So we need to revise our view of Aristotle as Brand Guru.  His “guru-ness” comes primarily from this work in Poetics.  His analytics, while important, are secondary in his claim to being the world’s first Brand Guru.

Still, not bad for a guy who has been dead for more than 2,000 years before the internet was developed.

Aristotle: The original brand guru

A couple of thousand years before the first television commercial, the first brand guru held sway.  His name was Aristotle.  

Like Madonna, Cher and Homer (the poet, not Homer Simpson), Aristotle is another of those one name celebrities.  

Aristotle developed a form of logic that is the foundation of analytical thinking.  This deductive method has been widely used in many different fields.  It is certainly the dominant form of analysis in branding.  While it may not be the only or best form of analysis in branding, we’ll leave that question aside for this post and return to it at a future date.

Using his analytical technique, Aristotle set about to understand why plays and other spectacles were such superior forms of education and entertainment than poetry or music alone.  With a ready supply of Greek tragedies and comedies as his database, Aristotle was able to identify six elements that are necessary for all drama.  He collected these elements in “Poetics” a treatise that is used to this very day.  

It is amusing to consider that his treatise was named Poetics but the subject was about the superiority of drama over poetry (epic poetry in particular).  But I digress.

So why do I nominate Aristotle as the original brand guru?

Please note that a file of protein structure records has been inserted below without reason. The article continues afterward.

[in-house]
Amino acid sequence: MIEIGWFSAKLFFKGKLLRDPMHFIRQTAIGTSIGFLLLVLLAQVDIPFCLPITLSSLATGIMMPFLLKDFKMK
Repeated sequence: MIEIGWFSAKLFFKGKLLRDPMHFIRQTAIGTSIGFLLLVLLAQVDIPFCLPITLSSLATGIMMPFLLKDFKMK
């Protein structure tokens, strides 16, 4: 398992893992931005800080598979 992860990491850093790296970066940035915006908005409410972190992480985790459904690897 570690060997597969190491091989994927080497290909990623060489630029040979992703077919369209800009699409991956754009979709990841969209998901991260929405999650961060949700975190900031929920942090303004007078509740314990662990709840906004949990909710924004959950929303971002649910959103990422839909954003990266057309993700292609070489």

Because Aristotle was the first person to identify the principles that are necessary to define and create a brand today.  Everything that he had to say about drama can be applied to the most successful brands.  Everything.

The first step is to understand what are those principles or elements.  In a later post I will give specific examples of how they apply to branding.  No doubt many will occur to you as you read through this.

The six elements are translated in slightly different ways in my three different translations of Poetics.  I will phrase or paraphrase in a way that makes sense and is true to the meaning — at least as best I can.  To all scholars of ancient Greek, please forgive my trespass and liberties.  And by all means contribute to the dialog!

Plot: what happens during the play

Characters: who are the characters in the play, their roles and relationships

Thought or Message: what is the underlying moral or political message of the drama

Spectacle or staging: the scenery, sets, props and stagecraft 

Diction or poetic language:  the verbal style, the spoken words of the characters.  Aristotle addresses the importance of metaphor and metaphorical language in particular.

Song or music:  how the harmonies, rhythm, instruments and voice all appeal to our emotions through our ears

Aristotle went on to explain and explore each of these six areas, although not in equal depth.  Much he had to say about plot and relatively little does he spend on spectacle since much of that is the ingenuity and artistry of the stage manager and designers who are of secondary importance to him.

These same six elements have stood the test of time fairly well.  While others have added on and deepened the theories of Aristotle, none have surpassed its fundamental soundness and usefulness.  

As we were developing our own Narrative Branding (R) method, we immediately recognized how our framework and understanding of how to define and create a brilliant brand has much in common with Aristotle’s.  Finally, my MFA in creative writing has been put to good use!  

So, to answer the question above more directly, Aristotle is the original brand guru because he invented analytics and because he was the first to define the elements necessary for a brand to be great.  

Not bad for a man who never saw a TV ad.